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I am thinking about signing up and submitting songs. However, i have not copyrighted and of my songs yet.Is everybody here copyrighting their songs before submitting? and what is the easiest and cheapest way to go about copyrighting songs?any advice would be appreciated.thanks,John
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Quote:I am thinking about signing up and submitting songs. However, i have not copyrighted and of my songs yet.Is everybody here copyrighting their songs before submitting? and what is the easiest and cheapest way to go about copyrighting songs?any advice would be appreciated.thanks,JohnYou can copyright all your current works as a collection using the PA form from the US Library of Congress for one $45 fee.Under 'nature of authorship' you say "Words & Music" (if it's whole songs)Under title of the work - you put the name of the collection and then list all the songs (you can download an additional page if the titles go over). "Collected works of John Doe 01Jan06-28Feb07: #1-Title, #2-Title, #3-Title"And burn everything on your CD in that order.(make a note of what collection each song was registered in. And, if you ever licence one of those songs, you need to specify that you are only licencing that particular song, and not the entire collection)
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Quote:I am thinking about signing up and submitting songs. However, i have not copyrighted and of my songs yet.Is everybody here copyrighting their songs before submitting? and what is the easiest and cheapest way to go about copyrighting songs?any advice would be appreciated.thanks,JohnHey, Johnny.I copyright all my songs before submitting them. I just think it's better to be on the safe side....I think TAXI (in their brochure) suggests that you copyright them before sending them as well.The most economical way to have songs copyrighted is to submit a collection of songs on CD to the Copyright Office/Library of Congress. It ends up costing the same, whether you submit 12 songs (as a collection) on CD or ONE song on CD....the cost is 45 dollars to file an application with them. If you go to the Library of Congress/Copyright Office website, (sorry don't have that addy), it will explain this further. However, there are a few problems with submitting a collection of songs....although it's more economical, I find that it's taking them forever to get my copyright back to me. I submitted last March and May, two collections of mine, and I've yet to receive my copyright. I've called them, and they say I can reapply again, but they also point out that I can just take my chances and hope the copyrights come to me soon. Since then, I've just submitted one song per application instead of the collections I used to submit. It's very wasteful as far as funds go, but I can sleep better knowing that my songs aren't sitting on some desk somewhere and I'm not getting that piece of paper I want. They have told me that my application is still in process, but STILL....that's a really long time to wait. I also understand that your songs are protected the minute they receive them....however, I still want that certificate. So you can do the math...I think if you do submit collections of songs, you will save tons of money rather than pay 45 dollars per song, but you might also get stuck in the pipeline (like me) if you send a rather large collection and they are so pressed for time that your application gets put at the bottom of the pile because it's very lengthy to process.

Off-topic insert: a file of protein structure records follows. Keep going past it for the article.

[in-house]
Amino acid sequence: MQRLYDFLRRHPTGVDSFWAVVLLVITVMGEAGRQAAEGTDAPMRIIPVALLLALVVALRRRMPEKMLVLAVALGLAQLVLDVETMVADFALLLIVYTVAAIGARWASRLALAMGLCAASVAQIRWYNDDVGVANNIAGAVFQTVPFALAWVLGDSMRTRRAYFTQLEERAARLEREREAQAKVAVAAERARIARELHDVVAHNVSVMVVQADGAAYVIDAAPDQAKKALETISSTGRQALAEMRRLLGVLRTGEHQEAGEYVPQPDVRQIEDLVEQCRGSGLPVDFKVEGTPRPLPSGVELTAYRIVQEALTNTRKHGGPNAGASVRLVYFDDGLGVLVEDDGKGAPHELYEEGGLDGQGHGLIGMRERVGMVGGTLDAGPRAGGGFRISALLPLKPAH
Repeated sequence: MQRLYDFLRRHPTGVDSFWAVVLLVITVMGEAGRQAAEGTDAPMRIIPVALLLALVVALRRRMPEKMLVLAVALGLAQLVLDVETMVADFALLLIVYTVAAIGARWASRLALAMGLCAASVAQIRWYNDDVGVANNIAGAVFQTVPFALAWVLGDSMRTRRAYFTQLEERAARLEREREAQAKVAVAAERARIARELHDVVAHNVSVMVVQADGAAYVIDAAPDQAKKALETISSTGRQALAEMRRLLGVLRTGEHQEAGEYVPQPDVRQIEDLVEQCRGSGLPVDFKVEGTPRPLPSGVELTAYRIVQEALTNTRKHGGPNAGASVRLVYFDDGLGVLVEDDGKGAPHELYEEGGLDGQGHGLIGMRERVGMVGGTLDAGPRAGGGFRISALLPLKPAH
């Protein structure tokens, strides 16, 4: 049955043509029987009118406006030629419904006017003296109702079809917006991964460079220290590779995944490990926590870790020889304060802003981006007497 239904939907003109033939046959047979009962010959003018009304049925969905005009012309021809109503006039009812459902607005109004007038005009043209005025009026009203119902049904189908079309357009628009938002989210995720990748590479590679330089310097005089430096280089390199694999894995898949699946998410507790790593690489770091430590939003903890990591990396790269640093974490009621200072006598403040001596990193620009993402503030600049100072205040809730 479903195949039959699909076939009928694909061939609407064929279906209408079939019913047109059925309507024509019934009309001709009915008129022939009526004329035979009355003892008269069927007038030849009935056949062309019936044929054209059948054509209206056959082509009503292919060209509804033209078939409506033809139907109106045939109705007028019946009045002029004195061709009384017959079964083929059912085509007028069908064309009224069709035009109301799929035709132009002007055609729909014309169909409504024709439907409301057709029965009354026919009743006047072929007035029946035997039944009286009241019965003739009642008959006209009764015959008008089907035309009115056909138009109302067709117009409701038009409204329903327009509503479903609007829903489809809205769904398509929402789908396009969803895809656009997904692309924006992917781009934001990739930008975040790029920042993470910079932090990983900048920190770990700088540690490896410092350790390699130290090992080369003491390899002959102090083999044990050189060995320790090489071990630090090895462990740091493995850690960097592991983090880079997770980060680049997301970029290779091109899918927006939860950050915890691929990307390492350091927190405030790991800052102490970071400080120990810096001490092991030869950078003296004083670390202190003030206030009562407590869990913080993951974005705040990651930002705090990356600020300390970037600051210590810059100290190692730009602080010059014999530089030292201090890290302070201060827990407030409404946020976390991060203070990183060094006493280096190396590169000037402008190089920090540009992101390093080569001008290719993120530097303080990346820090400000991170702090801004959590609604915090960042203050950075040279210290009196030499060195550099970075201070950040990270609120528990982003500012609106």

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Just a couple of things to note, You already have a copyright when the piece is created. You do not have to do anything to get the copyright as it exists the moment youfinish it. You register it with the government to help you protect it.If you want to save some time, send the registration a few of days beforesubmitting a song. Your application is recognized as soon as it reaches theoffice in Washington.
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I'm in the UK, and yes. I protect all the songs that get played to anyone else other than me.Your songs are automatically copyright, once they become tangible. As soon as the words hit the paper. Proving that point is a different story. There are many different ways of protecting yourself. In different countries too.The U.S. government run a copyright registration service (I think).You can get your bank to date and store them (In the uk and probably elsewhere).Register your song with your solicitor (In the uk and probably elsewhere).The most popular method is to put your music in a parcel. Then send it by registered post to yourself. The packaging must be tamper proof, and you must never open it when you receive it. Make sure that you put the date on every object and a copyright statement with the copyright symbol. On the lyric sheet, and tape or CD.It's difficult to guarantee the success of any of these methods. The only reason for doing these things is because there are a number of unscrupulous people out there ready to copy a good song and claim that they wrote it themselves. The court case ensues, and at this point, you both have to prove who has the earliest evidence of the composition.Once you get into it, it becomes an easy routine (Copyrighting. Not court cases).
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